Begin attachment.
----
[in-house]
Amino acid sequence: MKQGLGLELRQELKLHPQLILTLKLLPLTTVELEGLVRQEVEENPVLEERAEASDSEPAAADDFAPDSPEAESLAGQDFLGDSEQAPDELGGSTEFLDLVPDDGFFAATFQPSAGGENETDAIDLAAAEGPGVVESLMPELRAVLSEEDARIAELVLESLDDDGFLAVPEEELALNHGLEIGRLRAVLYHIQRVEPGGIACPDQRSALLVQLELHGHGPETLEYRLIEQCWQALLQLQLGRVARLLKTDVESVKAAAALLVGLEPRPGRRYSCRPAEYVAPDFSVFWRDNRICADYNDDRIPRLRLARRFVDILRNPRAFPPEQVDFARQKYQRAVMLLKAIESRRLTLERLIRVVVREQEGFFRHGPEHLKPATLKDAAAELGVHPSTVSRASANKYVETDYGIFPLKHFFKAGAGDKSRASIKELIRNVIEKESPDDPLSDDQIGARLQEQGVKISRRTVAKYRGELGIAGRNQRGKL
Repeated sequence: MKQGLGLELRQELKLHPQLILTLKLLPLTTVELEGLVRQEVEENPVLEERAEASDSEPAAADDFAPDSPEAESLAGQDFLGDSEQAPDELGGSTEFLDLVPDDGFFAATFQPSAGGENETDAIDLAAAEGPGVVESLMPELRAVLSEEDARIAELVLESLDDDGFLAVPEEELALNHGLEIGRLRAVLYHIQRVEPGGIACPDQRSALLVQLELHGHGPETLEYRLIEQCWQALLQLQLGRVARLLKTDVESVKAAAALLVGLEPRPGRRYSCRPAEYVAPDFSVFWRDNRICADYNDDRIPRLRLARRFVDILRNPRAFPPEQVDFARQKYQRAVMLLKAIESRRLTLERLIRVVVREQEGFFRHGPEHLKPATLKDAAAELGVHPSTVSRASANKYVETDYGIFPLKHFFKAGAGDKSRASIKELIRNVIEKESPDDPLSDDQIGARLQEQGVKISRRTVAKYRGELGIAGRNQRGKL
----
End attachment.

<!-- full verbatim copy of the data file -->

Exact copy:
[in-house]
Amino acid sequence: MKQGLGLELRQELKLHPQLILTLKLLPLTTVELEGLVRQEVEENPVLEERAEASDSEPAAADDFAPDSPEAESLAGQDFLGDSEQAPDELGGSTEFLDLVPDDGFFAATFQPSAGGENETDAIDLAAAEGPGVVESLMPELRAVLSEEDARIAELVLESLDDDGFLAVPEEELALNHGLEIGRLRAVLYHIQRVEPGGIACPDQRSALLVQLELHGHGPETLEYRLIEQCWQALLQLQLGRVARLLKTDVESVKAAAALLVGLEPRPGRRYSCRPAEYVAPDFSVFWRDNRICADYNDDRIPRLRLARRFVDILRNPRAFPPEQVDFARQKYQRAVMLLKAIESRRLTLERLIRVVVREQEGFFRHGPEHLKPATLKDAAAELGVHPSTVSRASANKYVETDYGIFPLKHFFKAGAGDKSRASIKELIRNVIEKESPDDPLSDDQIGARLQEQGVKISRRTVAKYRGELGIAGRNQRGKL
Repeated sequence: MKQGLGLELRQELKLHPQLILTLKLLPLTTVELEGLVRQEVEENPVLEERAEASDSEPAAADDFAPDSPEAESLAGQDFLGDSEQAPDELGGSTEFLDLVPDDGFFAATFQPSAGGENETDAIDLAAAEGPGVVESLMPELRAVLSEEDARIAELVLESLDDDGFLAVPEEELALNHGLEIGRLRAVLYHIQRVEPGGIACPDQRSALLVQLELHGHGPETLEYRLIEQCWQALLQLQLGRVARLLKTDVESVKAAAALLVGLEPRPGRRYSCRPAEYVAPDFSVFWRDNRICADYNDDRIPRLRLARRFVDILRNPRAFPPEQVDFARQKYQRAVMLLKAIESRRLTLERLIRVVVREQEGFFRHGPEHLKPATLKDAAAELGVHPSTVSRASANKYVETDYGIFPLKHFFKAGAGDKSRASIKELIRNVIEKESPDDPLSDDQIGARLQEQGVKISRRTVAKYRGELGIAGRNQRGKL